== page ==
I was talking with my coach the other day about tracking metrics for better business insights: revenue, external amplification opportunities, sales call conversations, etc. When I was an early business owner, this sort of conversation would have me wanting to burn it all to the ground and run away screaming.
Chances are you didn’t get into business to manage your numbers. And if you did, hi, my brain likes your brain.
Don’t run away though.
My coach is right — when you track your metrics, you have far more control over what happens in your business.
However — I’d like to take this one level deeper.
Your job as a business owner is to OBJECTIVELY mind your business. When you place all your attention on achieving positive outcomes — the praise, the Likes, the subscribe rates — you’re also inadvertently giving power to the not-so-great results.
The more emphasis you place on “Success”, the more power you give to “Failure”.
In our 24/7 dopamine world, it’s not easy to be objective. If you’re neurodiverse, this is even harder (because hello, Rejection Sensitivity) but when you seek external validation for your efforts, the lack thereof easily becomes a reflection of your worth as a business owner — instead of a factor you can control.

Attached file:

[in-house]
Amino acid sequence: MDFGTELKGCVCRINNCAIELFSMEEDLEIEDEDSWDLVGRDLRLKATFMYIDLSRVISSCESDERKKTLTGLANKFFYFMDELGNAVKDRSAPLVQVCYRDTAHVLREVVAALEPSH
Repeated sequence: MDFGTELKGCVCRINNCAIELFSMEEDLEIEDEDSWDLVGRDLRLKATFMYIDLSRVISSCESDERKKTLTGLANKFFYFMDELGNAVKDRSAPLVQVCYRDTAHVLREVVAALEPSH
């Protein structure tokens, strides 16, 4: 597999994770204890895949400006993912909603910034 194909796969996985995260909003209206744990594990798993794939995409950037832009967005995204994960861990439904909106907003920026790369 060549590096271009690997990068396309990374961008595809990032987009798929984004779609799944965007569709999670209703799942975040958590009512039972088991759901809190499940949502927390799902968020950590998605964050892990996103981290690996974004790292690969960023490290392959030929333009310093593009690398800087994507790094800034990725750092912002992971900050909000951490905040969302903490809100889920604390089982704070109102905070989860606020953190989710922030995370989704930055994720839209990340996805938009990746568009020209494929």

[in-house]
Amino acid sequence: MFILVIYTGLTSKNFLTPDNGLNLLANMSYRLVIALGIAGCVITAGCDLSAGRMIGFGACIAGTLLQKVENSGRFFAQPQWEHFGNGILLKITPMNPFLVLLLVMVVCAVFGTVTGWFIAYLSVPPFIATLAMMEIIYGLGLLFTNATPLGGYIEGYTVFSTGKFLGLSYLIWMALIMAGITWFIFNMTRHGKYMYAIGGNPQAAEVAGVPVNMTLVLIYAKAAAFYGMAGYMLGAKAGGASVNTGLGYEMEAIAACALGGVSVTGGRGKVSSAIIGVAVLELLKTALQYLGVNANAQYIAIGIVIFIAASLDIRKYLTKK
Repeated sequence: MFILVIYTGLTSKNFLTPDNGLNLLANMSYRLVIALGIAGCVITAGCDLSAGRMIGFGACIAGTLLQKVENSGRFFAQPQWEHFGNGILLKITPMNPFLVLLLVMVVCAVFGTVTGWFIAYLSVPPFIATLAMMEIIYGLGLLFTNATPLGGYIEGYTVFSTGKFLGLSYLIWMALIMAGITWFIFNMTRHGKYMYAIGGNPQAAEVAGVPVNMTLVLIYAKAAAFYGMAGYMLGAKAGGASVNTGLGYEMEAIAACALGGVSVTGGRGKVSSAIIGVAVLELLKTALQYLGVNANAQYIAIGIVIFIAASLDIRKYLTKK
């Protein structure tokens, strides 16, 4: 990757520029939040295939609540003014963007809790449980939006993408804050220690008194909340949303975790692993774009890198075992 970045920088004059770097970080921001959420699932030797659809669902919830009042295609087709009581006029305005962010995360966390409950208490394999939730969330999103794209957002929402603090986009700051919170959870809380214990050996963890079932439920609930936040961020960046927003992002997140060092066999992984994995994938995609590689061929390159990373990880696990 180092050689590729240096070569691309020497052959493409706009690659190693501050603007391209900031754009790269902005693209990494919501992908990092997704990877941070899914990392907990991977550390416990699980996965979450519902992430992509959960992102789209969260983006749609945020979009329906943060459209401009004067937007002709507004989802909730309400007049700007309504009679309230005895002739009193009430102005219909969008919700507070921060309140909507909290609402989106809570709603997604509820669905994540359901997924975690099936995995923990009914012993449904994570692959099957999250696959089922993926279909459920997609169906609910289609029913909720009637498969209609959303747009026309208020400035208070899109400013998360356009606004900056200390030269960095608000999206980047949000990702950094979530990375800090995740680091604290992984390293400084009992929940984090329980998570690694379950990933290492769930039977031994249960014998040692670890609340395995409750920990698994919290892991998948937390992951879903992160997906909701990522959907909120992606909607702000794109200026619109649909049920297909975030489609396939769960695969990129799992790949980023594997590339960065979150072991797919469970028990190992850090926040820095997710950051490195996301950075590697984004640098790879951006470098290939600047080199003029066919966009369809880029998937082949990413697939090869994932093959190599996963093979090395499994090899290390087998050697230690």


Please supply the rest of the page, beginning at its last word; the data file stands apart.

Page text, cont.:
And that ain’t good for you or your business.
This is why I talk about coming back home to yourself. It gives you an internal sense of self worth that means the metrics aren’t insults; they’re just opportunities to iterate, tweak, and recalibrate. It gets you off the “I’m the best” “I’m the worst” pendulum and into a place where you can realize how much (and how little) control you have then focus on what can be done.
So yes, track your insights. See where your clients are coming from. See what motivates engagements. Notice what’s working and what’s not.